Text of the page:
That makes a bit more sense; in practice protocol function dispatch is efficient (I “think” there’s compiler support for some cases).

So your implementation, here, on my machine, appears on par with the clojure.core implementation,
noting that “slow-add” is actually the current fastest of the bunch (still surprised by this, direct method dispatch ought to be faster). This is without dynamic vars.
:

dwimorberg.core> (c/quick-bench (reduce slow-add (range 1 10000)))
Evaluation count : 4332 in 6 samples of 722 calls.
Execution time mean : 138.456503 µs
Execution time std-deviation : 1.975058 µs
Execution time lower quantile : 135.918512 µs ( 2.5%)
Execution time upper quantile : 140.586139 µs (97.5%)
Overhead used : 2.474407 ns
nil
dwimorberg.core> (c/quick-bench (reduce +’ (range 1 10000)))
Evaluation count : 4362 in 6 samples of 727 calls.
Execution time mean : 137.133814 µs
Execution time std-deviation : 3.385023 µs
Execution time lower quantile : 133.407806 µs ( 2.5%)
Execution time upper quantile : 141.517850 µs (97.5%)
Overhead used : 2.474407 ns
nil

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Good to know I’m not nuts.

Still surprised that you’re benchmarks are roughly on par with c.c/+', while mine still run at about 150% speed.

Could be down to jvm version/processor differences.

Best not to question it and move forward by looking into fastmath I guess. :slight_smile:

With your test branch, I get:

dwimorberg.core> (c/quick-bench (reduce add (range 1 10000)))
Evaluation count : 6768 in 6 samples of 1128 calls.
Execution time mean : 88.962156 µs
Execution time std-deviation : 2.169067 µs
Execution time lower quantile : 86.856853 µs ( 2.5%)
Execution time upper quantile : 92.280416 µs (97.5%)
Overhead used : 1.776282 ns

Found 1 outliers in 6 samples (16.6667 %)
low-severe 1 (16.6667 %)
Variance from outliers : 13.8889 % Variance is moderately inflated by outliers
nil

dwimorberg.core> (c/quick-bench (reduce +’ (range 1 10000)))
Evaluation count : 8238 in 6 samples of 1373 calls.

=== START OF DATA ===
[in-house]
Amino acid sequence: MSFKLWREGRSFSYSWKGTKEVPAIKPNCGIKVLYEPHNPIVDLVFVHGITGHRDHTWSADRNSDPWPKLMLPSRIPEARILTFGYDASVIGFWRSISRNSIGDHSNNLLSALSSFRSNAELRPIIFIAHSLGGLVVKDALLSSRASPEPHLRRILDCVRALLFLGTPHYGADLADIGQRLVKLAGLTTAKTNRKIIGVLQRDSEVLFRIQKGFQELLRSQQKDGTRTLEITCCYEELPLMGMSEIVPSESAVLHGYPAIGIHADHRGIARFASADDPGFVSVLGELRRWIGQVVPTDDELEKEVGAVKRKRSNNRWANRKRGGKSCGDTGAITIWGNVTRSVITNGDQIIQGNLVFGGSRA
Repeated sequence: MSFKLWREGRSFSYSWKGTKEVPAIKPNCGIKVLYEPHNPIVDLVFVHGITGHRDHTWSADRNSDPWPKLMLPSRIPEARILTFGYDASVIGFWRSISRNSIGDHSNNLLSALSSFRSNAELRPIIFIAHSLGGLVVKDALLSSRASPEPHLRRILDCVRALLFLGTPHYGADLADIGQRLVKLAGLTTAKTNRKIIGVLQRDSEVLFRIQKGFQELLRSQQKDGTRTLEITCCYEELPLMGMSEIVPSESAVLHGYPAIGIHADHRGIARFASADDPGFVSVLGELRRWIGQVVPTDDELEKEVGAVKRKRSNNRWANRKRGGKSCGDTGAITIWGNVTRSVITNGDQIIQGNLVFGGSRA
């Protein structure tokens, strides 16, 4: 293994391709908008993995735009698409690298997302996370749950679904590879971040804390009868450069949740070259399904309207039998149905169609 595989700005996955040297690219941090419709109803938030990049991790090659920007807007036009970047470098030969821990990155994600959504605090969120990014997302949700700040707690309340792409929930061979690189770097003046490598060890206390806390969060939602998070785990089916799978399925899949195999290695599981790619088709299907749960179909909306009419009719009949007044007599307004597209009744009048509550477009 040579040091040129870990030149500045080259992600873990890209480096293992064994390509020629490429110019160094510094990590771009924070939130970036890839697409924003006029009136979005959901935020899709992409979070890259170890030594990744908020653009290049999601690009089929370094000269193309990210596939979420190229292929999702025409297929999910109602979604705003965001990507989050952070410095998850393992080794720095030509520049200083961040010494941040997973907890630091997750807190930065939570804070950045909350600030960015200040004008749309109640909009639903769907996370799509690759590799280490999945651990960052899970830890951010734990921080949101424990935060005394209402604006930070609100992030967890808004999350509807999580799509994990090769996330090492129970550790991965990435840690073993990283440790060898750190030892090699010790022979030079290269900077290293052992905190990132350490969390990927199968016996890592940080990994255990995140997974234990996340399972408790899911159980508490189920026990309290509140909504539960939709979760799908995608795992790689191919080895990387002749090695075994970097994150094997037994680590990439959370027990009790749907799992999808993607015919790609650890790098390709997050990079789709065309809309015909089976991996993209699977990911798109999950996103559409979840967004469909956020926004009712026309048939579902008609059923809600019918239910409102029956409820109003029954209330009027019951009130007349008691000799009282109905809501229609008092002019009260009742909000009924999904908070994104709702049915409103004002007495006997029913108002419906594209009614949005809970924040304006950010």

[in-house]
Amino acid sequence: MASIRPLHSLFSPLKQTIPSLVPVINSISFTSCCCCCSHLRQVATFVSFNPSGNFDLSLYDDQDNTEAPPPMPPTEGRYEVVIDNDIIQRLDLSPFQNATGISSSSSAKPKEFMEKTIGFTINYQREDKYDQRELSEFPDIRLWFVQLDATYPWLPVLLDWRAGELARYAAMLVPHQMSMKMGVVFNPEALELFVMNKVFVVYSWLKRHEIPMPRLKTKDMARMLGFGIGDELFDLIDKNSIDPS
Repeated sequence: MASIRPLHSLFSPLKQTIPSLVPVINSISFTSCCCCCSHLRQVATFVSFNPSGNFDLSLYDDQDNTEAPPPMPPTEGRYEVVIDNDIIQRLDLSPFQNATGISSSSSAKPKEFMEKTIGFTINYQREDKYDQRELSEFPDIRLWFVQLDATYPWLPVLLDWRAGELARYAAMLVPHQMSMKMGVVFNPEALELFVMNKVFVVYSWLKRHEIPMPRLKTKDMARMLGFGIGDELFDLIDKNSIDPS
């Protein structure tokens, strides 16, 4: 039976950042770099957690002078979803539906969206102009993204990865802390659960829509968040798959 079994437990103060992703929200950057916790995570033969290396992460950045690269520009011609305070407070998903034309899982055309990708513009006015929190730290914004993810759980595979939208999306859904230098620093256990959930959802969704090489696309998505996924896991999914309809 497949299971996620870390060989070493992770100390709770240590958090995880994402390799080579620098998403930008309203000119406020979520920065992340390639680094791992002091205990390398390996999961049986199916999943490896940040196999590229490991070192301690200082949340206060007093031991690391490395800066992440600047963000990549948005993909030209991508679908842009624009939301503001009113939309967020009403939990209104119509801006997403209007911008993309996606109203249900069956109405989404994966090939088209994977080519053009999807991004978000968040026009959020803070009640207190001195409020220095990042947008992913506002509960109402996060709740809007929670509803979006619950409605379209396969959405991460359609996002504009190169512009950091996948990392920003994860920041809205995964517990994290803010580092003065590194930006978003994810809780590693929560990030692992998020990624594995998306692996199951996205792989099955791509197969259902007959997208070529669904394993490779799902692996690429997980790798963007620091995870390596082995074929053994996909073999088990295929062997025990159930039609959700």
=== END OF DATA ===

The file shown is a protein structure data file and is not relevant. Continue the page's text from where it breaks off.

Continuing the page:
Execution time mean : 74.363421 µs
Execution time std-deviation : 2.636942 µs
Execution time lower quantile : 71.363147 µs ( 2.5%)
Execution time upper quantile : 78.400636 µs (97.5%)
Overhead used : 1.776282 ns

Found 1 outliers in 6 samples (16.6667 %)
low-severe 1 (16.6667 %)
Variance from outliers : 13.8889 % Variance is moderately inflated by outliers

About a 18% relative perf difference in favor of core’s +’. Curious to see if that can be ironed out any more, but it’s close. Could be getting down to some jit tricks (inlining parameters, inlining depth, etc.).

p.s.

After a restart, a clean, and another round, it looks like direct method invocation does help…

(defn addi [^Number x ^Number y]
  (.add ^dwimorberg.proto.ITwoArityOps
        (.withTwo ^dwimorberg.proto.IWithTwo
                  (.singleOps ^dwimorberg.proto.IOps dwimorberg.impls/ops x) y)
        x y))

dwimorberg.core> (c/quick-bench (reduce add (range 1 10000)))
Evaluation count : 5466 in 6 samples of 911 calls.
Execution time mean : 113.683740 µs
Execution time std-deviation : 1.059559 µs
Execution time lower quantile : 112.085641 µs ( 2.5%)
Execution time upper quantile : 114.832589 µs (97.5%)
Overhead used : 1.786501 ns

dwimorberg.core> (c/quick-bench (reduce addi (range 1 10000)))
Evaluation count : 10128 in 6 samples of 1688 calls.
Execution time mean : 59.235068 µs
Execution time std-deviation : 880.897615 ns
Execution time lower quantile : 58.368607 µs ( 2.5%)
Execution time upper quantile : 60.557801 µs (97.5%)
Overhead used : 1.786501 ns
nil

dwimorberg.core> (c/quick-bench (reduce +’ (range 1 10000)))
Evaluation count : 8922 in 6 samples of 1487 calls.
Execution time mean : 68.016916 µs
Execution time std-deviation : 1.381526 µs
Execution time lower quantile : 66.289970 µs ( 2.5%)
Execution time upper quantile : 69.645472 µs (97.5%)
Overhead used : 1.786501 ns
nil

That fits my mental model better; providing an inlined version of addi may provide some marginal relief. So here we kinda swing the other direction. If I run the benchmarks a couple more times, mean evaluation time doubles, but the relative differences are the same. Microbenching is peculiar.